"the rollable water container for developing countries"
"Water is essential to the survival of all forms of life and a clean and accessible supply is a basic need that millions of people around the world do not have. In disadvantaged and rural communities, the burden of fetching water invariably over long distances by cumbersome and far too often, unhygienic means is all too evident. The Q Drum is the simple, durable, effective and user-friendly solution to this problem. A device designed to improve the lives and health of countless people around the world...."
Looks like a good idea.
Ideally, folks living all over the world would have the sort of water treatment plant that's on the north side of Sauk Centre, where the Lemming lives. Plus the water tower, pumps, water mains and sewer system we've got.
Until everybody can afford that, technology like the Q Drum could make the job of getting clean drinking water easier. And, in some cases, practical.
From the company's About the Q Drum page:
"The idea of the Q Drum originated in response to the needs of rural people in developing countries who have a problem carrying adequate quantities of potable water from a reliable source.
"A burden which is generally bestowed on the women and children of each community. In Africa for example, many debilitating back and neck injuries are a result of women carrying heavy loads on their heads.
"Rolling water in a cylindrical vessel was the only solution that seemed to make sense and allow for a greater quality of life in this regard...."
The Q Drum is essentially a plastic drum with a hollow shaft down the center. The company's website says it's made of Linear Low Density Polyethylene (LLDPE), a synthetic material that's safe for carrying drinking water and "dry foodstuffs" - by which I gather they mean food like grain or flour.
It's got a fifty liter capacity - filled with water, it weighs 54.5 kilograms. If I did the math right, that's roughly 120 pounds. Once someone got it moving, it shouldn't be too hard to keep going on a relatively smooth, level surface. Going up or down slopes, though, might require planning - in the Lemming's opinion.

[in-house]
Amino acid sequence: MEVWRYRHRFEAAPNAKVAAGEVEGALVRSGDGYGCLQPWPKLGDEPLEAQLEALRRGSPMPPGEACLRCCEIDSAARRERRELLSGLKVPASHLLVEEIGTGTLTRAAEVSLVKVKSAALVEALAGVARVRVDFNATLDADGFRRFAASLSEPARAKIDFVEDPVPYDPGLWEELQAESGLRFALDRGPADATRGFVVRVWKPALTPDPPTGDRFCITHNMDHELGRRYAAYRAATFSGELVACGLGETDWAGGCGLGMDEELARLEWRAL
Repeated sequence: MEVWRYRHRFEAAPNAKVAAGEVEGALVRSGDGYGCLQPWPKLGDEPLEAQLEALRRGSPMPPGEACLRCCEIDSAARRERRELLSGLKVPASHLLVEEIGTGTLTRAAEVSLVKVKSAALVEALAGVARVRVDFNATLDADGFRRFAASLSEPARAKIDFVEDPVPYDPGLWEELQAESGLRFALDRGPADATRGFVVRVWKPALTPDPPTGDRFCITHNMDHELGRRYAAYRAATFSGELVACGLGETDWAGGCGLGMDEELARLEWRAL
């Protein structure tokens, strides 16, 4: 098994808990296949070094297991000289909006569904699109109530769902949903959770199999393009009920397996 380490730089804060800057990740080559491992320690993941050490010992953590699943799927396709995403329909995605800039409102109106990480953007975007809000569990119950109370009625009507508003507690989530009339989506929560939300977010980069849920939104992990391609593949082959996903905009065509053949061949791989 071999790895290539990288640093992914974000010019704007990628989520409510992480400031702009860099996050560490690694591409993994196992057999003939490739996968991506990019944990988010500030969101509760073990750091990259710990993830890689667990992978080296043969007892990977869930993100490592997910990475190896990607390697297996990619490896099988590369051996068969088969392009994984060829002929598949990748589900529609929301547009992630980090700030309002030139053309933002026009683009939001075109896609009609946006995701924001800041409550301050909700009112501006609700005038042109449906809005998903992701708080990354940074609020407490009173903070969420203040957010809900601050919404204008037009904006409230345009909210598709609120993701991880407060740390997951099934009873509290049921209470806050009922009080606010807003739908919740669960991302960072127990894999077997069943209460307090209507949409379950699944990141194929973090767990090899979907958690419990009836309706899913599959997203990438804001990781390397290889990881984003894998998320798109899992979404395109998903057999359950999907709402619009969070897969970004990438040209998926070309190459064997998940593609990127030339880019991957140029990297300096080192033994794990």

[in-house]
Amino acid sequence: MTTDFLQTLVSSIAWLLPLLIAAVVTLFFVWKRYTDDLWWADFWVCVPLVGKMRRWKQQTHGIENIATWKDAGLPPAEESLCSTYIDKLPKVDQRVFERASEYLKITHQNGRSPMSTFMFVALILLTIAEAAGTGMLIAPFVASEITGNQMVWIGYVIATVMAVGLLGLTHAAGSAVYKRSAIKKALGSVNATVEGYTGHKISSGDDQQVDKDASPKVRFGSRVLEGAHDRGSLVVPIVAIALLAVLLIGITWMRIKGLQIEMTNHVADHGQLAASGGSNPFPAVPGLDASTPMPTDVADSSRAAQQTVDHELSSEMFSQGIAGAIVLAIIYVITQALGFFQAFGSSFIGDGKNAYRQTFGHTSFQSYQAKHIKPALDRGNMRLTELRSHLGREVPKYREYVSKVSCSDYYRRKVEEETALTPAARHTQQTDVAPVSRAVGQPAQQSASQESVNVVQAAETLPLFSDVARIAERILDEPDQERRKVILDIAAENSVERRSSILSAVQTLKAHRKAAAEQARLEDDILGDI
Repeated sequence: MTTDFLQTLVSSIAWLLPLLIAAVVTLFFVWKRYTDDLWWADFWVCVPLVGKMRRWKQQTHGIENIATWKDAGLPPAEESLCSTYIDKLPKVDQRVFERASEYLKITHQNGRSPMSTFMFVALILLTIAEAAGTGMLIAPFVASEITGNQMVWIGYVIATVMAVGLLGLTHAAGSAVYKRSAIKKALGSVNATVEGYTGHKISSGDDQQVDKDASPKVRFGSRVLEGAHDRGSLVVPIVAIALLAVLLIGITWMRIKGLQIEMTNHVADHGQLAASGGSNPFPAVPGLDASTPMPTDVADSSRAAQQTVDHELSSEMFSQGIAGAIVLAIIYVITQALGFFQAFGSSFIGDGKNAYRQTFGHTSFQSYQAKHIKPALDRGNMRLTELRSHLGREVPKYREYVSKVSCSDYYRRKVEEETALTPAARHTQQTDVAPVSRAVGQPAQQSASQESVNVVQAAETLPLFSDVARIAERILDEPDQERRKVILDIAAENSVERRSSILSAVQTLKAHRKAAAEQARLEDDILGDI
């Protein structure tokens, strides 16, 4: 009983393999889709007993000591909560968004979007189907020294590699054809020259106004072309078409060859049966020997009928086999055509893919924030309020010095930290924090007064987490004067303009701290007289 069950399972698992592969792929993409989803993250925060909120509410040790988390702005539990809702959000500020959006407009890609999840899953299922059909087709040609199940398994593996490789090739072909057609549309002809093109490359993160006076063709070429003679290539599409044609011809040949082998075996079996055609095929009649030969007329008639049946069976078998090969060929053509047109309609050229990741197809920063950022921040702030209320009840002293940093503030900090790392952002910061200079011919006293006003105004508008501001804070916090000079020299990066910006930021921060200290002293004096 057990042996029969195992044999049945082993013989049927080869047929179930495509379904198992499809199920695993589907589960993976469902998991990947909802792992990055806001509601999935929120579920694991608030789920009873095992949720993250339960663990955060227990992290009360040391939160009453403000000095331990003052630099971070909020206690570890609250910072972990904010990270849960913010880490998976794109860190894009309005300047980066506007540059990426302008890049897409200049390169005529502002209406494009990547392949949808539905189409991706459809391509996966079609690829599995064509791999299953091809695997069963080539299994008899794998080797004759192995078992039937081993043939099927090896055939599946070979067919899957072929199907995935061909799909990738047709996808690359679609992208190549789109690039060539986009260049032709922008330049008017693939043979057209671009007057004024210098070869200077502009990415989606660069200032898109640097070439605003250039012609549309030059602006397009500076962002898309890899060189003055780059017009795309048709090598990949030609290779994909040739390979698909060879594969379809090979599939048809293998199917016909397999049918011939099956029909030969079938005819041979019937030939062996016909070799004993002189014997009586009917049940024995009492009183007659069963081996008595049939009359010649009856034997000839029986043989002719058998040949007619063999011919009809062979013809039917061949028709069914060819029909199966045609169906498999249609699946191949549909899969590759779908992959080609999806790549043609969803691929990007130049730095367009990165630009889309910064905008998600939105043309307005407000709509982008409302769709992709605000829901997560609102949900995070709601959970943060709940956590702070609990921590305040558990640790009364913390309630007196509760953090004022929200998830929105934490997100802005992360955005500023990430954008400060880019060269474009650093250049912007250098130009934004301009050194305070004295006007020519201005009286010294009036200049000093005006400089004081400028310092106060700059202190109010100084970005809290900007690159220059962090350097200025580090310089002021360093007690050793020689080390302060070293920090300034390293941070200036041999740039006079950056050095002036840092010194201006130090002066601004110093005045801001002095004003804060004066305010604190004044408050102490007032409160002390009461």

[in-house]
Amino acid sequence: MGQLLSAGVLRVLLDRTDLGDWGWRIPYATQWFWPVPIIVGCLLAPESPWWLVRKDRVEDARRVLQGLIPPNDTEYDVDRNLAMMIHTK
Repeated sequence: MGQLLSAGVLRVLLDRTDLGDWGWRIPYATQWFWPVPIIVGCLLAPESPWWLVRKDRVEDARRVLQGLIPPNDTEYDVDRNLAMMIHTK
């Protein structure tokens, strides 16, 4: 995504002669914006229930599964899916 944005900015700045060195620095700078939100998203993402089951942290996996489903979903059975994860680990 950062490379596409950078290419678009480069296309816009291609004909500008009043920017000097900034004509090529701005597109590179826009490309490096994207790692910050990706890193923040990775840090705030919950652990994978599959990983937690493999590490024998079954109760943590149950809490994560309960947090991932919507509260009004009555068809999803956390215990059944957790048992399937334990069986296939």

The thing comes with a rope - but if that breaks, just about anything long and flexible will do: a leather strap; or, of course, another rope. The website doesn't put it this way: but rope is a very common technology, quite possibly among the first we developed.
The Q Drum does have a 'down' side. A set of these things is cheaper than an urban water treatment facility - by far. But they're not exactly cheap, either.
The company has a Pricing page that discusses this - and has a table with costs per unit.
Somebody buying between 1 and 99 of them would pay R500 per unit. I assume that's 500 Rand - the South African currency unit. That might be around $72 USD. But don't take the Lemming's word for that. For one thing, currency values change over time.
The point is, as it says on that page: " 'The people that need them need can't afford them & must rely on people who can afford them but don't need them' "
Well, it's not a perfect world.
Some of the outfits that are helping Haiti might be interested in picking up Q Drums in large lots and taking them where they're needed.
Which brings the Lemming, somewhat clumsily, to Haiti: which doesn't seem to be doing any worse than last week; but not all that much better, either.
- "Cholera Outbreak in Haiti – What Are The Solutions?"
Global Whisperer (October 25, 2010)